What Makes Your Cat Happy?


In these gray, cold, winter months, we’re always looking for ways to lighten up our spirits.   We should also keep our cats’ well being in mind.  Cats are intelligent, athletic creatures, always looking for physically and mentally stimulating activities.  When cats don’t have these, their attention turns to activities of their own choosing that we tend to think of as “bad behaviors”.

Case in point:  Have you ever caught your cat chewing or scratching something like your favorite upholstered chair?  Bad behavior = BOREDOM! 

Here’s how you can make sure your cat has plenty of great things to do.

  • Provide a variety of ways for your cat to explore.   Cats love discovering new places and objects.  They love smaller, stimulating toys.  There are smaller toys you can lay around the house, such as catnip-infused toys, with feathers, strings, corrugated cardboard, suede and other safe, chewable and kickable parts.


Then there are the interactive toys, automated toys designed to be activated by your cats, using their own curiosity and intellect.  Some of these toys can be suspended on doors, such as the Fling-ama-String, Play N Squeak Batting Practice, or the Tiger Mobile toy.  Others lie flat on the floor, with balls and other moving parts, such as our Cat Hurricane, Peek N Prize, Cats Meow Undercover toy and Kitty Go Round toy. 

  • Provide your cats access to levels other than just the floor.  Cats love climbing to high places and feeling like they are “in charge” of their environment.  Having a higher vantage point for your cats to watch the great outdoors (safely) or observe indoor goings-on provides hours of entertainment.  Cat trees and cat window perches are great solutions. Place cat trees by windows for your cats’ optimal viewing pleasure.  SIDE BENEFIT:  Cat trees are made with scratch-able materials such as sisal.  They really do use these vertical scratching surfaces, and it helps to keep them from scratching that favorite upholstered chair. 


  • Provide hideaways for your cat.  Cats love discovering places to hide.  Think of times when you’ve had to search for your cat, only to find him under the bed, behind the furnace, or in other unfortunate places.  Invest in a cat condo that is designed especially to meet the privacy needs of your cats.  You’ll be able to find them as well!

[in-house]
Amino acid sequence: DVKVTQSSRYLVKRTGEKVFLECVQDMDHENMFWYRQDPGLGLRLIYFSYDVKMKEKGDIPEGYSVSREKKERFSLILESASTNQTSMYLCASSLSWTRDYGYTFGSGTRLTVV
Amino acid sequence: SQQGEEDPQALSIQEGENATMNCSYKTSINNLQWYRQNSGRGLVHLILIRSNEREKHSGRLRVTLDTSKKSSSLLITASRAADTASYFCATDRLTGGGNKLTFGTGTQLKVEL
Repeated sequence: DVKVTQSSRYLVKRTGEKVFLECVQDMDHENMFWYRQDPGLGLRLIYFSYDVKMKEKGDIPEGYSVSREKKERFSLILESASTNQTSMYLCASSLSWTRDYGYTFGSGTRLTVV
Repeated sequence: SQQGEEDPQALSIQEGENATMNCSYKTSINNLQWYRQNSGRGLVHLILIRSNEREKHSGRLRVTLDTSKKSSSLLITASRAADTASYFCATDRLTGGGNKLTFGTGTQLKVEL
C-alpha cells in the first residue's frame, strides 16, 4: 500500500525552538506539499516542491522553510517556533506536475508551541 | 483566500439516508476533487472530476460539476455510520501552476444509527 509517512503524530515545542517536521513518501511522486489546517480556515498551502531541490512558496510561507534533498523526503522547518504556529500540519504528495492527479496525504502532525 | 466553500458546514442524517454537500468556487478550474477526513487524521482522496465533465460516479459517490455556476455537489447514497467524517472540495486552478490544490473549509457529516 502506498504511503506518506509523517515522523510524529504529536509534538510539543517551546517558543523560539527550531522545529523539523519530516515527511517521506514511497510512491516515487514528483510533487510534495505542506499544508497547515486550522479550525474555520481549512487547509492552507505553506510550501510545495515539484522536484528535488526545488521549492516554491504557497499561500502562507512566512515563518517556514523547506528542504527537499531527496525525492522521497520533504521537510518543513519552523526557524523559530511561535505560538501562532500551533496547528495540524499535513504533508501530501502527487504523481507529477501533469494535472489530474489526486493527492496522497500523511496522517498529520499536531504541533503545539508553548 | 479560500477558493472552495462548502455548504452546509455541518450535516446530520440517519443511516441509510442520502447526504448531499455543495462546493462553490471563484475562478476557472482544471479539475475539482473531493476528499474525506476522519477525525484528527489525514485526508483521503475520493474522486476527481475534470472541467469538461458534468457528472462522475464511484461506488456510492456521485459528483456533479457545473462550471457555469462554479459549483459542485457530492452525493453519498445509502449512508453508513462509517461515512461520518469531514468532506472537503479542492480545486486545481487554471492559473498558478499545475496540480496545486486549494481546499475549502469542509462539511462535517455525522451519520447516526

• Play with your cat.  In your cat’s mind, it’s their favorite
    kind of play. During daily play sessions with you, your cat can enjoy a greater degree of intellectual stimulation and aerobic activity. In particular, consider activities that allow your cat to exercise her hunting instincts. Toys that resemble prey, such as mice and birds, are ideal. Wand toys offer a perfect way for you to lure your cat into “the thrill of the chase”.


We’ve also taught our cats some fun tricks, such as fetching toy balls.  The toy ball should be light weight and small, such as a Loopies toy or a tinsel mouse.    Reward your cats with their favorite treats to encourage repetition.

Now, go make your cat happy!




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CatBlogger loves to blog for his friends at MyThreeCats.com, an online store featuring just about everything your cat could possibly want or need.

4 thoughts on “What Makes Your Cat Happy?”

  1. These are excellent suggestions at all times of the year. Keep your cats happy and healthy and not only will you be happy, you’ll be getting exercise which is good for you!

  2. I love playing with Sam, my older Maine Coon, and try to keep him “happy and healthy” as much as possible! Building on his natural instinct to forage for food (if he lived outdoors, which he does not) and also his tenacious nature (as in, “there must be a way to open this shower door so I can talk with the person inside!”), I decided to try a variation of the idea behind those commercial “food toys.” A few weeks ago, I placed a some kibbles of Sam’s favorite dry food on an upholstered bench he passes every day, making sure he was watching me. At first he looked at me as if I had suddenly lost track of his food dish. But then, he walked to the bench, reached up, knocked the food off of the seat and ate it. Over the next few days, to my surprise, he seemed to be checking that bench every time he passed by, eating any kibbles he found. I decided we should branch out a bit. I “hid” a few morsels in various other places, even when he wasn’t watching. Now, as he wanders through the house, he “hunts” at the same time, grunting with satisfaction when he finds something. Of course, we humans must be prepared to find an undiscovered morsel or two under a sofa pillow once in a while! But it’s worth the effort to see Sam engaged in something new and fun.

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